Tuesday, December 29, 2009

Homemade Bran Flakes (Cold Cereal)

I've been making homemade granola, but am getting a little tired of the same old stuff. Plus, DD really enjoys various "flake" cereals, so I thought I'd see what I could come up with.

I found a recipe for bran flakes at Mr. Breakfast. Here it is:
Nutty Bran Flakes

1/2 cup bran
1/2 cup whole wheat flour
1/3 cup walnuts or pecans - finely ground
2 Tablespoons sugar
1/4 teaspoon baking powder
1/4 teaspoon salt
1/3 cup milk
1/4 cup water
Preheat oven to 350 degrees.

In a large mixing bowl, sift together all dry ingredients. Add milk and water and mix well.

Cut parchement paper into two 12 x 16 pieces.

Lay one piece of parchement on a flat surface and scoop half of the dough onto the center. Flatten dough by hand and cover entire parchement with clear plactic wrap. Roll out the dough over the plastic wrap.

The goal is to make the dough extremely thin with areas of near transparency. You may notice that you are in effect making one huge bran flake at this point.

Remove the plastic wrap and place the dough (on the parchement) onto a 14 x 16 flat sheet pan. Cook for 10 minutes checking often after 5 minutes. A dough this thin will burn easily if left in too long.

The resulting product after cooking will be a leathery thin cracker (crunchy at the edges). Remove from oven and allow to cool completely. Repeat the rolling and cooking process with the other half of your dough.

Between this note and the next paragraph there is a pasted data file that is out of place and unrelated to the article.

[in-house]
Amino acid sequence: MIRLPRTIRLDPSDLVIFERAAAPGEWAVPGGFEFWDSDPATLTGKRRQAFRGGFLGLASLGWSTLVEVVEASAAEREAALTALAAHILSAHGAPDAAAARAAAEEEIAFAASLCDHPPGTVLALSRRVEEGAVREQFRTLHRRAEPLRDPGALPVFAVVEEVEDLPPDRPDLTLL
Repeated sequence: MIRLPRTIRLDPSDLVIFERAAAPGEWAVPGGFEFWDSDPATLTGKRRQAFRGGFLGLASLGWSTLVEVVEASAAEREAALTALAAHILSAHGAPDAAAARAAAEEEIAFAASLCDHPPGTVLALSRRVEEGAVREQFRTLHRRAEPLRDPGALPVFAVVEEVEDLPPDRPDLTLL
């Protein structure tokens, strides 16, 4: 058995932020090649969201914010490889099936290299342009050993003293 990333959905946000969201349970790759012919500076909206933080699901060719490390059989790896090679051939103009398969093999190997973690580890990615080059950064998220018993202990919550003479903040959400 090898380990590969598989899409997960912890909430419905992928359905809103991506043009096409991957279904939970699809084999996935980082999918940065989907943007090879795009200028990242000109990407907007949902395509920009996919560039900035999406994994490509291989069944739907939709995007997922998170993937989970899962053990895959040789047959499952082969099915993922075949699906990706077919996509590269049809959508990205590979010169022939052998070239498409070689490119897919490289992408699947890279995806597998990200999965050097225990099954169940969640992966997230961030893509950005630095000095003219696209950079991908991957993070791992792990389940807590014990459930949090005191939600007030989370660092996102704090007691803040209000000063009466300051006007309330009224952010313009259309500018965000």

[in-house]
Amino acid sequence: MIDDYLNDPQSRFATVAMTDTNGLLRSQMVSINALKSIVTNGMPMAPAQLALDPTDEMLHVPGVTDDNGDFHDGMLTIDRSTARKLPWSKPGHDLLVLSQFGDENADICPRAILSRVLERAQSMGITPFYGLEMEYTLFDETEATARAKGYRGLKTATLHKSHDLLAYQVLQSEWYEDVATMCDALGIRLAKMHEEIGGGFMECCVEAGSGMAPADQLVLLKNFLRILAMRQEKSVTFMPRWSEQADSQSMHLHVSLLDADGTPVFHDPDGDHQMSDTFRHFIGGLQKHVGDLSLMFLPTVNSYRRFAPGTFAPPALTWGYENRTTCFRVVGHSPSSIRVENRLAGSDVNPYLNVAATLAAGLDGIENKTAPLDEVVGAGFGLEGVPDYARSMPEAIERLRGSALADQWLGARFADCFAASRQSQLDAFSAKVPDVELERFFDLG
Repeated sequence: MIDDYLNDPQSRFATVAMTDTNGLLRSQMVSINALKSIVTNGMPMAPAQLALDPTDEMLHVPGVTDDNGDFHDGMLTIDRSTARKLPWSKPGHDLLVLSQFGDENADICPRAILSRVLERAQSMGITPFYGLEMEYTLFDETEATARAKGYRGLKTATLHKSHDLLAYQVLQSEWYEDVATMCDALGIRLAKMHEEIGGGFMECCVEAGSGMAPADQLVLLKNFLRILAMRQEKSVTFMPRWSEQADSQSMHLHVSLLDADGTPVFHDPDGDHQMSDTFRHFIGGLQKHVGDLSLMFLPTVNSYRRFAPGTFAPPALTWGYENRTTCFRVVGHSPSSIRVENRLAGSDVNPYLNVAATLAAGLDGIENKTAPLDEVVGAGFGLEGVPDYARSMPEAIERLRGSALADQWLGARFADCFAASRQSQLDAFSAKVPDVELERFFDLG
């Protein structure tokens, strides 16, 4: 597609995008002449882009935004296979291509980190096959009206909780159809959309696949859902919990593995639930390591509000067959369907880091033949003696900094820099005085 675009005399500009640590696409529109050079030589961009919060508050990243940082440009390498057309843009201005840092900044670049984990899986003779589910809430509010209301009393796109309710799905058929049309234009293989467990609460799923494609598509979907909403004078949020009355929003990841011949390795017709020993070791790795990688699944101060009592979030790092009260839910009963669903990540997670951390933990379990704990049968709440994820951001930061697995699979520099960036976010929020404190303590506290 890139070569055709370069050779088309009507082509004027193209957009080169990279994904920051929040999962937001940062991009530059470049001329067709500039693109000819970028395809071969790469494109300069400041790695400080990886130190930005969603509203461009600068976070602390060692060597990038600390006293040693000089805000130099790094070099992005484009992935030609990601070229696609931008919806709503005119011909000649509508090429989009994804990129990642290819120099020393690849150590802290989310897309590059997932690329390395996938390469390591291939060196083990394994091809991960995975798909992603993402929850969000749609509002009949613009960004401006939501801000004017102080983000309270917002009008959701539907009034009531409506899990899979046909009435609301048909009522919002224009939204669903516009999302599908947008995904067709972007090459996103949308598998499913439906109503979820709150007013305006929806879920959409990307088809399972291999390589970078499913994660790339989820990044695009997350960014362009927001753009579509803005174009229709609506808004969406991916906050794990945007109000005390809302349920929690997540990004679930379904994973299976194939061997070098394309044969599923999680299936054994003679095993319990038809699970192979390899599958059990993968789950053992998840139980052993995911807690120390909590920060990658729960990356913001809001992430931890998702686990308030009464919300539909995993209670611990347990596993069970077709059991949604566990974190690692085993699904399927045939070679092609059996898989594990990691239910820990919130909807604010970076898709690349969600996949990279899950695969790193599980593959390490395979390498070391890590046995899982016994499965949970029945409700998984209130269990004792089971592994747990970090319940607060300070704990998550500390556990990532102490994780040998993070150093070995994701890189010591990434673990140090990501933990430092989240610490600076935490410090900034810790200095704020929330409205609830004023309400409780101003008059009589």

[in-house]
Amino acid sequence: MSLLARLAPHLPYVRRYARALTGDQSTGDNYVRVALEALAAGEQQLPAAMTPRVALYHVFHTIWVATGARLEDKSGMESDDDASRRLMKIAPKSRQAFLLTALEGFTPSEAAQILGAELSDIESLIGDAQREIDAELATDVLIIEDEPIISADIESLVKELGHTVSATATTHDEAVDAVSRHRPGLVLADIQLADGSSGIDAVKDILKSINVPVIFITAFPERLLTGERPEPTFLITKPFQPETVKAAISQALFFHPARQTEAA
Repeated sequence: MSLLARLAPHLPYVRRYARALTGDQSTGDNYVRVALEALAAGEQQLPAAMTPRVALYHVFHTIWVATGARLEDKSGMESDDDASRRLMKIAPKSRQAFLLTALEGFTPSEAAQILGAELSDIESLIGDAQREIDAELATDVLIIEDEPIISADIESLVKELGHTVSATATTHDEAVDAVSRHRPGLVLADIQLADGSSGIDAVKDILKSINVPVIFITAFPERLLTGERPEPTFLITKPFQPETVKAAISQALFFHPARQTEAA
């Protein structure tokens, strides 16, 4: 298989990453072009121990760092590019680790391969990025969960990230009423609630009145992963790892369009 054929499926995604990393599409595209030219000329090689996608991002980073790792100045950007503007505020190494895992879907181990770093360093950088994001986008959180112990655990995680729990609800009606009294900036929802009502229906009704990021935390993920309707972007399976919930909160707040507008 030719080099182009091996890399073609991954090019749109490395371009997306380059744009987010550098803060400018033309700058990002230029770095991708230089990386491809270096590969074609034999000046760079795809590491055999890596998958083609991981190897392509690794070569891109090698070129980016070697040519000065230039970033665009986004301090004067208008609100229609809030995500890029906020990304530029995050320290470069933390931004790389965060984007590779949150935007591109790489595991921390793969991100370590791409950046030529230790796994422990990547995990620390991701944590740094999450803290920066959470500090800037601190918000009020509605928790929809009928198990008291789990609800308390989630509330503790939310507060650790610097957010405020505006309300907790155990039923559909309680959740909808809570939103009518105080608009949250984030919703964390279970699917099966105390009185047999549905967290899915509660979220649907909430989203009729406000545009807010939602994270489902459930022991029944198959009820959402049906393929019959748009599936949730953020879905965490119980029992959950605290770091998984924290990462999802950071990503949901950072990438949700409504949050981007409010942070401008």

Reduce oven temperature to 275 degrees.

After both huge bran flakes have completely cooled... rip and crack them into the sized flakes you are most familiar with (about 3/4 of an inch).

Place all flakes on a large cookie sheet and cook at the reduced temperature for 20 minutes... stirring the and flipping the flakes every five minutes. Remove the pan from the oven and allow flakes to cool completely. Serve with milk and fresh fruit. Stores well in a sealed container for up to two weeks.
And now, my experience.

First off, I could tell this just wouldn't be enough to justify the work I had to do, so I doubled the recipe. I also opted to substitute honey for the sugar (it's healthier) and omitted the nuts because I don't like nuts in my cereal.

I mixed together the bran, flour

and other dry ingredients

Then I added the wet ingredients:

and had DD stir:

Then we poured it onto the parchment paper and spread it out: